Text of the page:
By Kevin Jones, Director

As part of our annual Regional Planning Speakers Series (RPSS), CRSC co-hosted an election forum with the Mayor’s Office at the City of Edmonton focussed on issues of municipal importance for the city and region. The forum invited local candidates from each of the four main federal parties to address how the federal government can support strong and resilient cities and urban communities. It was an opportunity to hear party platforms and debate their merits on topics including housing, infrastructure, Edmonton’s growing Aboriginal community, and local economic development planning. Pipelines, security, refugees, and immigration still might be dominating headlines, but cities have been a talking point since the green light was given for #ELXN42.

There is a sense of something of an urban “moment,” for lack of a better word, emerging in Alberta. You can see it in the confidence with which municipal leaders speak about our collective urban futures, and in the roles cities are taking in responding to core social, economic and environmental challenges. In some cases this involves taking leadership roles in emerging policy areas (e.g., food security and urban agriculture). In other cases, areas in which Provincial or Federal governments previously led or supported are being increasingly downloaded to municipalities (e.g., affordable housing and housing welfare), or the altogether absence of leadership has left policy areas open to municipal innovation (e.g., climate policy and risk mitigation).

Yet, while the challenges and opportunities of governing sustainable and prosperous cities are growing, there has remained an increasingly conspicuous absence of a coherent federal strategy for cities in Canada. The most obvious implication of which is that cities, with growing costs related to infrastructure development, transit planning and affordable housing provision, approach these areas from a limited financial basis derived primarily through property taxes, and with little flexibility for growth planning. This means that cities must support investment through a reliance on grants from other levels of government, or by putting off investment until a later date. Moreover, dependency on grant funding has meant that cities have often had to support projects piecemeal and without long term security. Where key investments are needed to securing the future sustainability and competitiveness of our cities, the current funding process is one shaped by uncertainty and clouded by accusations of politics. A recent article in the Globe and Mail explores accusations that Conservative-held ridings are being favoured, offering an excellent example of the public’s growing concerns over the fairness of funding allocation.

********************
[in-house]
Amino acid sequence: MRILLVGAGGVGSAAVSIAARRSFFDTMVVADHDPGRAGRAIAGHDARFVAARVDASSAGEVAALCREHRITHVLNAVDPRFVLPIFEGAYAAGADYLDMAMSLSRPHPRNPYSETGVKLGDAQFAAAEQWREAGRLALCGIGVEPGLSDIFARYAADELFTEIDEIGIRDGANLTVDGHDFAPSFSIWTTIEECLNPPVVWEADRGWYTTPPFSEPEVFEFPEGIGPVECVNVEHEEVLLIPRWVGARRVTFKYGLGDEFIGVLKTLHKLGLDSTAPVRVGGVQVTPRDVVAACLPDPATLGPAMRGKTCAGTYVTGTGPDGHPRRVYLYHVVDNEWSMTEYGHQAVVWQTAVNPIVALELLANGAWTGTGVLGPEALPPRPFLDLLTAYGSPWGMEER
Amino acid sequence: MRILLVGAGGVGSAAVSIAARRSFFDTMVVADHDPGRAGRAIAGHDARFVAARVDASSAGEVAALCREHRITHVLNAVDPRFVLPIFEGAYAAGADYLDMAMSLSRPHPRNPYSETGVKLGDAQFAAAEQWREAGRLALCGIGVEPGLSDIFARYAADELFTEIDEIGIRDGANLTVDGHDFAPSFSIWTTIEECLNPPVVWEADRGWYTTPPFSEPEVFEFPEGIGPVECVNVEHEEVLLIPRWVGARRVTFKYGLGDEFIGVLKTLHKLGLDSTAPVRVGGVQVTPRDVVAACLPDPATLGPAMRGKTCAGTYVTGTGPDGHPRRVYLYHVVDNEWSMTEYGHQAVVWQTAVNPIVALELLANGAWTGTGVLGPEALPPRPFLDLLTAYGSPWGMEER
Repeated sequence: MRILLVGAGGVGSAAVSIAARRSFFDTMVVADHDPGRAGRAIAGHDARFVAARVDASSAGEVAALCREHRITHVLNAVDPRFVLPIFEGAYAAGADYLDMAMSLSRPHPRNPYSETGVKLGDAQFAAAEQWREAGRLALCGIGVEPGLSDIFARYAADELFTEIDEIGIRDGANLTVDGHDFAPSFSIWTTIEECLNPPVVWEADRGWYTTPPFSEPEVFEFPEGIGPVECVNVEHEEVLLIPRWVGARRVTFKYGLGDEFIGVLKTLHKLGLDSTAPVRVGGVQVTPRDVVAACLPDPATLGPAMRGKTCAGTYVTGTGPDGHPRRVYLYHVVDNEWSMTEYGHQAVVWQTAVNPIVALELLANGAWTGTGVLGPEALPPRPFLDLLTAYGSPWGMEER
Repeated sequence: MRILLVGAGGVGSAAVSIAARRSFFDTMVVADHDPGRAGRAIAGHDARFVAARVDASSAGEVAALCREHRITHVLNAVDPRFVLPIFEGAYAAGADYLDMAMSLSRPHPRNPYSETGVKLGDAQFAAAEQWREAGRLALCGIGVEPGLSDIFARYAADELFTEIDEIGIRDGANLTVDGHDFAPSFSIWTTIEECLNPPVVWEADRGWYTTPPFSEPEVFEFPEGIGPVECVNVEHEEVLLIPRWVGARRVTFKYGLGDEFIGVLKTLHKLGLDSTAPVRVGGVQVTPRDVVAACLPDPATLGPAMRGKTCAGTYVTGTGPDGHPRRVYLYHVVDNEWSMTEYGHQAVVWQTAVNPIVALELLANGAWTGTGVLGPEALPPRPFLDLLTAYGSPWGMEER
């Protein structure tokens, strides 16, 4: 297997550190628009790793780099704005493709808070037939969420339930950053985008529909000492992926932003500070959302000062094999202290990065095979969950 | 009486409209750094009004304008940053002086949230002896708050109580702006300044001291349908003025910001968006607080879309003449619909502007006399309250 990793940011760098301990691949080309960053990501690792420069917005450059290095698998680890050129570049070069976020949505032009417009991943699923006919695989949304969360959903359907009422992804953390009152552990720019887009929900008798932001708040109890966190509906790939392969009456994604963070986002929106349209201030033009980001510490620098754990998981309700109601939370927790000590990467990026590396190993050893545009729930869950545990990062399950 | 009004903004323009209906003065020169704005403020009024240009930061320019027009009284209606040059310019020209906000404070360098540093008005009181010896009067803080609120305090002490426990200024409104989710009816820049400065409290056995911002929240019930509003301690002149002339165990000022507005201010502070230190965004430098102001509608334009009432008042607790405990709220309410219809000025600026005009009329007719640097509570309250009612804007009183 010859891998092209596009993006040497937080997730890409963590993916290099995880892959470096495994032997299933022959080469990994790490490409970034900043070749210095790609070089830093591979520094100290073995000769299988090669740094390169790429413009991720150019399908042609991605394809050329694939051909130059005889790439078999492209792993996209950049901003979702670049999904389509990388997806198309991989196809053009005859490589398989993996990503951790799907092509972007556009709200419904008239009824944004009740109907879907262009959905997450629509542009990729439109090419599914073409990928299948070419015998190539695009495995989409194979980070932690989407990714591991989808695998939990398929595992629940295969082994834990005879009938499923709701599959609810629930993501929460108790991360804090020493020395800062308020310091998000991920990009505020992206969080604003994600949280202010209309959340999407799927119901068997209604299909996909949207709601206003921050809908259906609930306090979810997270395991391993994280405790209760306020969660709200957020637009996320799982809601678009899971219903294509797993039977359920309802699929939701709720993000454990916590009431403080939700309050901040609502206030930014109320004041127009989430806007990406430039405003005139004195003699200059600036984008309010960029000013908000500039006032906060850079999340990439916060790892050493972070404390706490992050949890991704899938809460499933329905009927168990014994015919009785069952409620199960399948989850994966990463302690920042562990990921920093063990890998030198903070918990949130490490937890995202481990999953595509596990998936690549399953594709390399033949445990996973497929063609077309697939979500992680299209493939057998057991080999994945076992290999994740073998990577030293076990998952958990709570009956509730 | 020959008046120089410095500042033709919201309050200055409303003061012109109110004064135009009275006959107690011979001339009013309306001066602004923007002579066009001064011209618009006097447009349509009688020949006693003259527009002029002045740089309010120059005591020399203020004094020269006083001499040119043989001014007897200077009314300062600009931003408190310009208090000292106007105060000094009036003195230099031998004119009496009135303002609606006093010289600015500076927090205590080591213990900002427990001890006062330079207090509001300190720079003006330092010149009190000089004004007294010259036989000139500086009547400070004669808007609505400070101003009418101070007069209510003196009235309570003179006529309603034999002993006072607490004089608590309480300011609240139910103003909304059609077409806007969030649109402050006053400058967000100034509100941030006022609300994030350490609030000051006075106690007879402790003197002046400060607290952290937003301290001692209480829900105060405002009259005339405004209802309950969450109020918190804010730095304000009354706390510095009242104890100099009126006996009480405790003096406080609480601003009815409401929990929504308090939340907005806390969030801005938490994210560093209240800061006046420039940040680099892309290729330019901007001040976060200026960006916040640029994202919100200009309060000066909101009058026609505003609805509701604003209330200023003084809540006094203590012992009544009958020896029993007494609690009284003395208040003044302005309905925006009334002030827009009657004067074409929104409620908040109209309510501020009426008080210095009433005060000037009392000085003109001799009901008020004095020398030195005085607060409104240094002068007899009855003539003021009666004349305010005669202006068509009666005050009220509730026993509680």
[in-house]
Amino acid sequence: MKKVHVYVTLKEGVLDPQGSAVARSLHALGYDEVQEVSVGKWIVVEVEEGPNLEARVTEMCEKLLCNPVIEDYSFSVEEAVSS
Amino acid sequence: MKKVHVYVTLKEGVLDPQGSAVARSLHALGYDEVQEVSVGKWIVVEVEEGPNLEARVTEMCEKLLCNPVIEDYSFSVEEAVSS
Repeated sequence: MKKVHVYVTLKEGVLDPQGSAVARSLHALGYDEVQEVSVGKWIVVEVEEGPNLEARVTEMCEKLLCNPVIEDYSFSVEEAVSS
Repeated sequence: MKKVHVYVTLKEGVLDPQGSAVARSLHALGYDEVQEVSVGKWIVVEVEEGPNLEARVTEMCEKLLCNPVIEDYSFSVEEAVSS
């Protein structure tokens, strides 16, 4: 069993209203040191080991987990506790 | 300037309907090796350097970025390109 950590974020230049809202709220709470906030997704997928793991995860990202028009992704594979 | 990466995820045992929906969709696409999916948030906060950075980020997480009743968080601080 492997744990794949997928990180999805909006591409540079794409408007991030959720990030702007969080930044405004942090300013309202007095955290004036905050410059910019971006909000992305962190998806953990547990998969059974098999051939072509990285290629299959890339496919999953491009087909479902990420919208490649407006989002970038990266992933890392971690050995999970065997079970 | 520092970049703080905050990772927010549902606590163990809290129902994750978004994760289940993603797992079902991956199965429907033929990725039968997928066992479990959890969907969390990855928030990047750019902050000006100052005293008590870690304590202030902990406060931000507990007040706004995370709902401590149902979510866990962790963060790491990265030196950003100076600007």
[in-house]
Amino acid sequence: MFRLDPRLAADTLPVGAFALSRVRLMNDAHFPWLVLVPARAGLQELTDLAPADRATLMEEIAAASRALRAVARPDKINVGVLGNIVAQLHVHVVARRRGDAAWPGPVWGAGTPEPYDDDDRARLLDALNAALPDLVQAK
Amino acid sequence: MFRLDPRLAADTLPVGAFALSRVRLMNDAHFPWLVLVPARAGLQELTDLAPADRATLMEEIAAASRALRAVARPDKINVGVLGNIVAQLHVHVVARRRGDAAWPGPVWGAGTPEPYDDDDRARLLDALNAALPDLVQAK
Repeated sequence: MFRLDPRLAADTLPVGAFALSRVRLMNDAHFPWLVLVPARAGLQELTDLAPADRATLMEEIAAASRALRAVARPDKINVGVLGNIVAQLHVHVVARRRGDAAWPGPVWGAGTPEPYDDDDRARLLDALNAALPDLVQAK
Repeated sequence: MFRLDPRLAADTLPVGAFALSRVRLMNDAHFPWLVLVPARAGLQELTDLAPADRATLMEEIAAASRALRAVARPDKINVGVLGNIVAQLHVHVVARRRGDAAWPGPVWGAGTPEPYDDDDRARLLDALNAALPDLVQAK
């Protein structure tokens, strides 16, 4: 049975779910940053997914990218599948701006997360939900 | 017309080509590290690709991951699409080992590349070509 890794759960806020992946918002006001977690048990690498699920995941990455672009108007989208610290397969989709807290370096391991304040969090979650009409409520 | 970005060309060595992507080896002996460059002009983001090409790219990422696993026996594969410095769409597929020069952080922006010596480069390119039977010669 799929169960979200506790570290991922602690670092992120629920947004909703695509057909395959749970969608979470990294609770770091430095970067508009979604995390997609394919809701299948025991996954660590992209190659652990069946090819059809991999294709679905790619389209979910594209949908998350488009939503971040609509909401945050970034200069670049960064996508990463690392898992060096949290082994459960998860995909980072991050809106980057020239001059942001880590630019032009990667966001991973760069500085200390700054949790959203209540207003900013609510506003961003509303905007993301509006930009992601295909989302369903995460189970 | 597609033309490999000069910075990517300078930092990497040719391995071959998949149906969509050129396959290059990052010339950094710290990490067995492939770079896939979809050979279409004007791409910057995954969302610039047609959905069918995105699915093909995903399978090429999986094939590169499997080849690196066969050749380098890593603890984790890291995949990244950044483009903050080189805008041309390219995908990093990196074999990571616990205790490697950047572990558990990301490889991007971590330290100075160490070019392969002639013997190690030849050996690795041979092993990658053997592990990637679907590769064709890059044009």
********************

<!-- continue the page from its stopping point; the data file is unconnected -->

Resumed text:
Our intent in holding a federal forum on municipal issues was thus to encourage a conversation about the ways in which municipalities and the federal government can work together and support the stable and committed development and renewal. The four parties each were given the opportunity to present their vision for the urban future of Edmonton. The forum focussed four main topics. Firstly, candidates were asked for their positions on responding to a growing crises in affordable housing, how to ensure that cities are supported in build and maintain social housing resources (including for a rising number of seniors in the city). Secondly, the topic of how candidates would work to secure stable and predictable infrastructure funding for the City was brought forward, from within a position that recognized that the successful development of Canada’s cities was essential to the future welfare of Canadians as a whole. Thirdly, with Edmonton providing home to a large urban Aboriginal community, candidates were asked how governments could work together to both support their prosperity, and to support the recognition of Edmonton as an indigenous place rooted in indigenous culture and history. Finally, candidates were invited to speak to their plans for supporting diverse and innovative economies within the city, and how development objectives could support environmental sustainability in particular.

As you prepare to vote in Monday’s election, there are several ways to learn about what the candidates had to say about these topics, or to explore the conversations they elicited within the community:

Listen to an audio recording of the entire forum on our SoundCloud account

Explore media coverage of the forum:

Mayor Don Iveson on the Municipal Issues Forum, Elise Stolte’s SoundCloud: https://soundcloud.com/elise-stolte/don-iveson-on-the-municipal-issues-forum

Municipal issues the focus of federal election forum – Live Blog, Edmonton Journal by Elise Stolte and David Staples: http://edmontonjournal.com/news/politics/edmonton-municipal-issues-focus-of-federal-election-forum-tuesday

Conservative candidate fires back at mayor in Brawl in the Hall, Edmonton Journal by David Staples: http://edmontonjournal.com/news/national/david-staples-conservative-candidate-fires-back-at-mayor-in-brawl-at-the-hall

Candidates square off in municipal forum, Edmonton Metro by Braedon Jones:  http://www.pressreader.com/canada/metro-canada-edmonton/20151007/281530814847441/TextView

Or see what people were saying on social media by checking out the the Twitter hashtag #YEGForum

Learn more

Check out our website to learn more about the CRSC and RPSS on our website.

Thank you to our event partners, including The City of Edmonton, Mayor’s Office, Centre for Public Involvement (CPI), and the University of Alberta Planning program.

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